How to Get a Small Business Loan in 2021
Updated: Jan 10
It’s time for your business to grow, but do you have the capital you need to get started? If you’re considering getting a small business loan, but don’t know where to start, check out this blog post for a rundown of the kinds of loans out there and the process of applying and receiving a loan.
For more information on small business loans, check out our Ultimate Guide to Getting a Small Business Loan in 2021, which has all the details on loans you can imagine!
Getting a small business loan (and growing your business) doesn’t have to be scary
While looking into loans can be a bit intimidating, it’s a natural part of growing your business. With a Honeycomb Credit crowdfunded small business loan, you can be assured that the process of getting a loan will be smooth and will benefit your company beyond just the capital acquired.
To learn more about Honeycomb crowdfunded small business loans, check out www.honeycombcredit.com/grow and fill the form below out for more information!
Decide on the kind (or kinds) of loan you want to pursue
The first step in getting a small business loan is to decide what kind of loan you want to pursue. Different kinds of loans will have different terms, and some may be easier for your business to get than others.
For starters, getting a loan from a bank might be difficult for your small business for a number of reasons. If you’re just starting out, don’t want to put up collateral for a loan, or are in a “risky” business such as restaurants, good luck getting a bank loan.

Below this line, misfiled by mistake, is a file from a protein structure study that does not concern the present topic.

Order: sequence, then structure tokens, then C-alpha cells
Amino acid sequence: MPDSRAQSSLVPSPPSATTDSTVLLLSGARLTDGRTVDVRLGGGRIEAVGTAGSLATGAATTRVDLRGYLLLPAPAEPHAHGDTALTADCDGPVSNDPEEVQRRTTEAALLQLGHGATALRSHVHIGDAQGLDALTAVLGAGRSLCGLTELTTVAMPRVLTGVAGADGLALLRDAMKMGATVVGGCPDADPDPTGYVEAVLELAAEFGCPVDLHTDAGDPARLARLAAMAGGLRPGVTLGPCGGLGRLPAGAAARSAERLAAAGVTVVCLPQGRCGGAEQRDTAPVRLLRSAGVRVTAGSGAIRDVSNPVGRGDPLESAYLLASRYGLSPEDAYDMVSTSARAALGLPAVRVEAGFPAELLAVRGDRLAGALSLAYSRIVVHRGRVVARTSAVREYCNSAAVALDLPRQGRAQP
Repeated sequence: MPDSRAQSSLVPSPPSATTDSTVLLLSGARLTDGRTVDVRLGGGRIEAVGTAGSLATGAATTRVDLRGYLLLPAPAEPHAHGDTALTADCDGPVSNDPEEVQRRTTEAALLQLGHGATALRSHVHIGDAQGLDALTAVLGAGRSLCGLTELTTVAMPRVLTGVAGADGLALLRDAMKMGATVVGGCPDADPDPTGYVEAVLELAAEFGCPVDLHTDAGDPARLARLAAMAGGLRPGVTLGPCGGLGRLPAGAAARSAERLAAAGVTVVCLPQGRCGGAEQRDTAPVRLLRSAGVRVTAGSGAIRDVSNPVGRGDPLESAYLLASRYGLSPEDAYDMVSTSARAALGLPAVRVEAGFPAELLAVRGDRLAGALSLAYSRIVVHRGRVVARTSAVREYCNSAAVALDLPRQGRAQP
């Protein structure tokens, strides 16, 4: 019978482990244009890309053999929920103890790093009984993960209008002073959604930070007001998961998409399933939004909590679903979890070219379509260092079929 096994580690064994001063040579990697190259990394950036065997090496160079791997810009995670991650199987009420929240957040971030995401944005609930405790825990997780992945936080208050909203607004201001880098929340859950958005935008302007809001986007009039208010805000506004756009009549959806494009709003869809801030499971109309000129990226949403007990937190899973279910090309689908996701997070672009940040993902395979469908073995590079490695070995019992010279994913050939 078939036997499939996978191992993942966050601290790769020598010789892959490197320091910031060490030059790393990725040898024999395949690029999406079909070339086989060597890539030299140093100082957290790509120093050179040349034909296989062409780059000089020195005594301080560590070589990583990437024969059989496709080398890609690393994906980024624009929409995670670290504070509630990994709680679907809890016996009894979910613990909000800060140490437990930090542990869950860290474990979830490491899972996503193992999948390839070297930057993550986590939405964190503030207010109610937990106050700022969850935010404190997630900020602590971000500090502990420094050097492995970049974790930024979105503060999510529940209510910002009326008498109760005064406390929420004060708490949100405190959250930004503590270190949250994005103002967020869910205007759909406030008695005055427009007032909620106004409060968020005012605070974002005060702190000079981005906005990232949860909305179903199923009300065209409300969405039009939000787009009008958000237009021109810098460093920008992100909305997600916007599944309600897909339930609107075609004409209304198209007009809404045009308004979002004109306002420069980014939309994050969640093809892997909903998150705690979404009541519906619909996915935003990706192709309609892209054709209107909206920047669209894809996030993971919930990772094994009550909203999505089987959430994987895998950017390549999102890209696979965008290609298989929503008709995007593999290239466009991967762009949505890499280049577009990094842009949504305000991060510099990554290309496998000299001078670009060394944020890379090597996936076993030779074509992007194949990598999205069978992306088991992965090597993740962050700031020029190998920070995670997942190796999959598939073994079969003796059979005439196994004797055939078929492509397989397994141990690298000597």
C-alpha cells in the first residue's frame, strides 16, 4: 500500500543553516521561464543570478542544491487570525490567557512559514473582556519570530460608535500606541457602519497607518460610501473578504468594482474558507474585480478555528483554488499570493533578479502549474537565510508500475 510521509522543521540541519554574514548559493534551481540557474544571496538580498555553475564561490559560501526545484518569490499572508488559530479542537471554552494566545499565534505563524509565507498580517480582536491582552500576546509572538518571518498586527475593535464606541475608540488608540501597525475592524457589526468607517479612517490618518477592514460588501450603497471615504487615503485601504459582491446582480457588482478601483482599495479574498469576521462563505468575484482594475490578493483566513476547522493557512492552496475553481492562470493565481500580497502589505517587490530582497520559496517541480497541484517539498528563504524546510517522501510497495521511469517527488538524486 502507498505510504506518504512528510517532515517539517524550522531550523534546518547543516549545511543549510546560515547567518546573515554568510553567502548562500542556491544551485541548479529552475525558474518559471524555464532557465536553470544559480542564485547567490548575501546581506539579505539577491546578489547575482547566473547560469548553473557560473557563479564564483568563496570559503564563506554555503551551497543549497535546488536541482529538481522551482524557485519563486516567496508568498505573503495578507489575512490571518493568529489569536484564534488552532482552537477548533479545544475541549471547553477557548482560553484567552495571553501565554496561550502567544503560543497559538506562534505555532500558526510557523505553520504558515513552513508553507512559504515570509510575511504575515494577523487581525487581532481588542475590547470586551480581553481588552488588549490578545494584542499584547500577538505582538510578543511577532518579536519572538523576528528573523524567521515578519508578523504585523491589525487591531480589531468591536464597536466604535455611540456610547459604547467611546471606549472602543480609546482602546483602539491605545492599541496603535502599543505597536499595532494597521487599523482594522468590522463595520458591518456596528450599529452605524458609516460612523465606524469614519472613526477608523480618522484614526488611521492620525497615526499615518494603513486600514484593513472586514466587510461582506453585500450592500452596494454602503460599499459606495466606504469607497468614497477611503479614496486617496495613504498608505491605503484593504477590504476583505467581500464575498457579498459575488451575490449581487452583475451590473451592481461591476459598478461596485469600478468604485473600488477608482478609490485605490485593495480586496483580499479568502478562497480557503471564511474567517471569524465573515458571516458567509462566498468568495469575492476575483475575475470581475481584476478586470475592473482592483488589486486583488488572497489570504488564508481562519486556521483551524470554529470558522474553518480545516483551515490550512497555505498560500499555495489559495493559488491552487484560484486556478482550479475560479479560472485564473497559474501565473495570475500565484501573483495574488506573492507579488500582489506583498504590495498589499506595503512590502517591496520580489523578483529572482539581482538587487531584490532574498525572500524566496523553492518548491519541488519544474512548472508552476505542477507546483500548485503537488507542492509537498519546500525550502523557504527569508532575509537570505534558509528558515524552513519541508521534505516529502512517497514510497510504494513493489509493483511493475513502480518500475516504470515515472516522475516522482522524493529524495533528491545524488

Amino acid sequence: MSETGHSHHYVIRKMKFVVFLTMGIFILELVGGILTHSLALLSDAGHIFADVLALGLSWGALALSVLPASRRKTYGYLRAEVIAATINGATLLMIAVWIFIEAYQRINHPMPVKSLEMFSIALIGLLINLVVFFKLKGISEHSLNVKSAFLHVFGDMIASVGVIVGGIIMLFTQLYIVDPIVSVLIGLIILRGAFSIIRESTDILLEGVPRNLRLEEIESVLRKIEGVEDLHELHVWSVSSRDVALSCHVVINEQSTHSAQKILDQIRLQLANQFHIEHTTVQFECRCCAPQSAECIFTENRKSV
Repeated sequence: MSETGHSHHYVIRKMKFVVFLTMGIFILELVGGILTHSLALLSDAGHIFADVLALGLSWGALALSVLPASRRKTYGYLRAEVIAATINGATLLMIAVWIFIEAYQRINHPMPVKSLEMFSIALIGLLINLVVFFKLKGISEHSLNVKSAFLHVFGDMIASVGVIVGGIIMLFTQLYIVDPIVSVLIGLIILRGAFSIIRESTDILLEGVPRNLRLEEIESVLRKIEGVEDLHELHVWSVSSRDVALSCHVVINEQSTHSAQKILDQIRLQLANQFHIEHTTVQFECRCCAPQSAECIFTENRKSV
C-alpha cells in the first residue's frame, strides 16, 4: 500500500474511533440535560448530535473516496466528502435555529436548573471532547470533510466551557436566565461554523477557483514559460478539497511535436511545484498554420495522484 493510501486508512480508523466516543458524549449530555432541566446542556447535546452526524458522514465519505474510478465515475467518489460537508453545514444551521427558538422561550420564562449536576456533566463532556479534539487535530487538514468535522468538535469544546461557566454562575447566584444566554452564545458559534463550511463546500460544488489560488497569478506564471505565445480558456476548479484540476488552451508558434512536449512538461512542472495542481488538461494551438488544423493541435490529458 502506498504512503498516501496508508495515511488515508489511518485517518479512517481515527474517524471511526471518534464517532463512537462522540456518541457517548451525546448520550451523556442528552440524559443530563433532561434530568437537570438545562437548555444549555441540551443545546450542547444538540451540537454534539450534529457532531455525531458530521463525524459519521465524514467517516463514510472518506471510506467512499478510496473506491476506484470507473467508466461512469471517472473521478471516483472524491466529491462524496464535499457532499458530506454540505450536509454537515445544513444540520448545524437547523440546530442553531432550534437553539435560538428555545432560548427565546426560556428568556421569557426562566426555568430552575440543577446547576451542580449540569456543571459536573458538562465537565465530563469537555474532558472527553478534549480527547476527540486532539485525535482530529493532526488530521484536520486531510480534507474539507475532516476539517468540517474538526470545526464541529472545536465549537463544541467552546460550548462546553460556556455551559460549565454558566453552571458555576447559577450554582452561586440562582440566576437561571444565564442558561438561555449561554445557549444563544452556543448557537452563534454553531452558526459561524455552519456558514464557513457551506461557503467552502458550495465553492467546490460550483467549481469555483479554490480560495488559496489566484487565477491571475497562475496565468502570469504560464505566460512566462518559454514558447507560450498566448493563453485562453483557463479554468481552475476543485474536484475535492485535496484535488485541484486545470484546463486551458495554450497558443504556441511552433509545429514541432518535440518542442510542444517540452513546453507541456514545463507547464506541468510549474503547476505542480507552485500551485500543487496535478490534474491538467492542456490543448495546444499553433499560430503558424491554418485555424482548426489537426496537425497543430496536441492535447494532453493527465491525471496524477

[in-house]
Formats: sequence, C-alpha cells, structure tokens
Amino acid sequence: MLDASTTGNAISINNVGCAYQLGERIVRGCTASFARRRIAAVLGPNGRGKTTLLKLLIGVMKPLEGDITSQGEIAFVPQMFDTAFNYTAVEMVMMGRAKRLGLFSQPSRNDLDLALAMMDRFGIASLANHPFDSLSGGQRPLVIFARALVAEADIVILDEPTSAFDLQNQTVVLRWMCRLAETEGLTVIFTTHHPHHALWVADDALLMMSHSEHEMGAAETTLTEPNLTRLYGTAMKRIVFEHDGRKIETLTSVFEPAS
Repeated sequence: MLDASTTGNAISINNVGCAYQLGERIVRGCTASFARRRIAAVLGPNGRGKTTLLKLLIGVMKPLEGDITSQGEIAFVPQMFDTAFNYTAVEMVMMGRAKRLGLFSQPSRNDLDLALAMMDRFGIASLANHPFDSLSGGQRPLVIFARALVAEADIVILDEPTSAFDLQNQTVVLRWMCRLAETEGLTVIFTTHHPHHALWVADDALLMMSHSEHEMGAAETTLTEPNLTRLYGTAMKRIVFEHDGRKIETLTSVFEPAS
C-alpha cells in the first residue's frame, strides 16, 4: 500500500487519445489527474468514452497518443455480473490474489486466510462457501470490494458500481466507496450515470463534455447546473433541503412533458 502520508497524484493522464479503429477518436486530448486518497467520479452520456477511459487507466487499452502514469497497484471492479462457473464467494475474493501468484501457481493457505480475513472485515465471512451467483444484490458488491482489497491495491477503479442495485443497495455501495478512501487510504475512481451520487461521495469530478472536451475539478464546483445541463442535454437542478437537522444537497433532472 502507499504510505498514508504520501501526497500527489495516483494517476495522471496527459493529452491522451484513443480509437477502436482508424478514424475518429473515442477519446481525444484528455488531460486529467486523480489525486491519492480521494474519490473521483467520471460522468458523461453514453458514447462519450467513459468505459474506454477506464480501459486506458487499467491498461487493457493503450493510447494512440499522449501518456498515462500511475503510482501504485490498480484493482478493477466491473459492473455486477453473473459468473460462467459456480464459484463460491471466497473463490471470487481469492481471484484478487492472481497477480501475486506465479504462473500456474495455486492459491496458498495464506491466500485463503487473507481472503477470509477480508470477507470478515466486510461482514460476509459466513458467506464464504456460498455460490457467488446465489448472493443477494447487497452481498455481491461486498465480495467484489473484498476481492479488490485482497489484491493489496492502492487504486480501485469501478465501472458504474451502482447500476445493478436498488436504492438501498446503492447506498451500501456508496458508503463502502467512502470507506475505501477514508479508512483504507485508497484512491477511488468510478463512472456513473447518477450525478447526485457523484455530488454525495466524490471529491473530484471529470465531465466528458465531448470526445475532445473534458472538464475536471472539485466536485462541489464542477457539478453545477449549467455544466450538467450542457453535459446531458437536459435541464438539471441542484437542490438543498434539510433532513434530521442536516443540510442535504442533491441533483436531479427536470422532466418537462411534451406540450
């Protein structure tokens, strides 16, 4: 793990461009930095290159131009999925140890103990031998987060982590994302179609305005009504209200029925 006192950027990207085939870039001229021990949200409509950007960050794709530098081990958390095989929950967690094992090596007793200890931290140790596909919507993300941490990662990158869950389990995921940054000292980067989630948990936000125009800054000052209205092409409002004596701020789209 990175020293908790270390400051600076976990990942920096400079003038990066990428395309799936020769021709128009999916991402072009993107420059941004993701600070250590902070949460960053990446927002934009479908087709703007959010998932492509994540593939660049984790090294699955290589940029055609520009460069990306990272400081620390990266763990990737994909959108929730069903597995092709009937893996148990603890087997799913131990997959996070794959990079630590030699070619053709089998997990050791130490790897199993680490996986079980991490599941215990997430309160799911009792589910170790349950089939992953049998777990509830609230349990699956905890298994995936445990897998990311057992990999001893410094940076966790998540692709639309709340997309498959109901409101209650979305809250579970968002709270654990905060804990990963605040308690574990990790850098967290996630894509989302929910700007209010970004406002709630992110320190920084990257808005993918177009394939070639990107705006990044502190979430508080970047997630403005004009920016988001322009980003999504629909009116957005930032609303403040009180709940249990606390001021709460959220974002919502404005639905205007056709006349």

Some small businesses choose to go all the way with just one kind of loan, while others use a combination of kinds of loans to reach their goals. For example, Western Reserve Distillers raised $100,000 with Honeycomb, and used that in conjunction with an SBA loan to fund their growth.
Here are some of the common kinds of small business loans you can check out and consider:
Probably the most traditional route, a bank loan is a great option for already established businesses who are wanting to raise large amounts of capital. If you’ve got a big project planned, like opening up or building a new location, or maybe dramatically expanding your distribution, a bank loan might be a good option.
To get one of these loans, you can go directly to a bank and work with their loan officers. You can also go through the Small Business Administration (SBA), who can set you up with a bank looking to lend to a business like yours.
However, as we mentioned before, bank loans are becoming increasingly more difficult for small businesses to access. Approval rates from banks have plummeted in recent years, and are virtually impossible to get for businesses that have been around for less than 2 years.
If you’re looking for just a small loan, a microloan might be a good option for you. The SBA defines a microloan as anything smaller than $50,000, and you can find loans as small as $1,000 to $10,000 through organizations like Kiva.
A microloan is great for small businesses just starting out or just needing a small amount of capital, like for a new piece of equipment or for working capital. However, it is a small amount of capital, albeit it is more accessible than a bank loan might be. Plus, if you go for a microloan, you’ll be able to use it as a step to building up credit to take on a loan of a larger amount down the line.